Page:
I Have Borderline Personality Disorder, and I Can't Remember What I Look Like
It took over a year of intensive therapy before I could admit it. In a quiet and almost afraid voice, I finally said it to my counselor: “I can’t remember what I look like.”
We were knee deep in a 12-week treatment program for post-traumatic stress disorder (PTSD). In therapy, we thoroughly brainstormed all the ways past trauma affected my overall mentality and how I saw the world. The goal was to challenge negative feelings regarding safety and identity and all of those roadblocks that were stopping me from being a functional human. We had gone through DBT together to focus on Emotion Regulation before we even opened the trauma floodgates. I thought that part of me — the weak sense of identity, impulsiveness, affection for self-harm and fear of abandonment — had been addressed and packaged up in a neat, well-understood package.
“I can’t remember what my face looks like unless I’m looking directly at it. When I look at myself in the mirror I’m always surprised. When I look away I immediately forget what I look like.”
And it’s true. I have a vague sense I have a longer face, pronounced cheekbones, brown hair and brown eyes. My ex-husband use to tell me I had a “forehead like a drive-in movie theater.”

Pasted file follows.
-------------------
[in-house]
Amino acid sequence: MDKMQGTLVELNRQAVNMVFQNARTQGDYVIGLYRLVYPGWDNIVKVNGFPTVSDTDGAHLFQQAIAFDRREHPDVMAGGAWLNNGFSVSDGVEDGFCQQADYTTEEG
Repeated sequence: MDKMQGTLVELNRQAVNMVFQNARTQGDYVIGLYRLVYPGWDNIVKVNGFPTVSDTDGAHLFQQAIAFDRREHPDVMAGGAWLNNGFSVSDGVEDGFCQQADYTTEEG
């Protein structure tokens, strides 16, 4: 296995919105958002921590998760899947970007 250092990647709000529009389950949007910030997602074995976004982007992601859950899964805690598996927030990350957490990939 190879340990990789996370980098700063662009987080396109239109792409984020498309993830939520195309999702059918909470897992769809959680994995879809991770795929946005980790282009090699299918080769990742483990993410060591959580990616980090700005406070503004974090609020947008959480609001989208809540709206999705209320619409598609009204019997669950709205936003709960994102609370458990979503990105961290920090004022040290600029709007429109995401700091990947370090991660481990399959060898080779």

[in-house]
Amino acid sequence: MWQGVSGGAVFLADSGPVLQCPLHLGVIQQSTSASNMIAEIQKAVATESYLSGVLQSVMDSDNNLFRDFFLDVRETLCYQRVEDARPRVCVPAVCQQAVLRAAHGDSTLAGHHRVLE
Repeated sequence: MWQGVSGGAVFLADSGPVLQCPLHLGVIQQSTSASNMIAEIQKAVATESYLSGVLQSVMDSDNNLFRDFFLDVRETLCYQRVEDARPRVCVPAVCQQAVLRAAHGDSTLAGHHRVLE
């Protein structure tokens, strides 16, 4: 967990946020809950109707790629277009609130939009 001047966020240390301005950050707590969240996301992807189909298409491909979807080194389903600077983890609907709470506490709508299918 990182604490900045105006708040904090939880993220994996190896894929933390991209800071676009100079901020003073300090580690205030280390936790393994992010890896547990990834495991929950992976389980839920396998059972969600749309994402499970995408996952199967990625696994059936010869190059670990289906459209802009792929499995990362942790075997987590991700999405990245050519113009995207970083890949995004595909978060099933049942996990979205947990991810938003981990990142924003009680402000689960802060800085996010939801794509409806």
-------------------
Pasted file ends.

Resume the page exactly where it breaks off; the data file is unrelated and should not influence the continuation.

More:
I’m not entirely sure how these parts fit together and often worry I don’t look like a ‘normal’ person to anyone else.
It doesn’t make too much sense to me because I have an identical twin sister. I remember what she looks like. I remember every face of every person in my life.
I assumed such a thing was true for everyone. That no one can really picture their own face. Why would they need to?
“I think that might actually be the borderline personality disorder.”
And there it is. The secret part of me with its finger on the “Delete” key, constantly erasing my own sense of who I am. Apparently it’s been deleting my own face. How wildly and cruelly unfair.
I wish there was a happier ending to this confession. That the right cocktail of antidepressants and anti-psychotics have given me back a sense of what I even look like (or, in tandem, how I should dress or do my hair or makeup). But as I type this in the setting of a late afternoon coffee shop, I know I have a blue shirt on, and jeans, and boots. That my hair is pulled back and I do remember I put makeup on.
I have no idea what anyone sees, though.
Follow Darcie’s journey on her YouTube channel.
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Lead image via Darcie Hambleton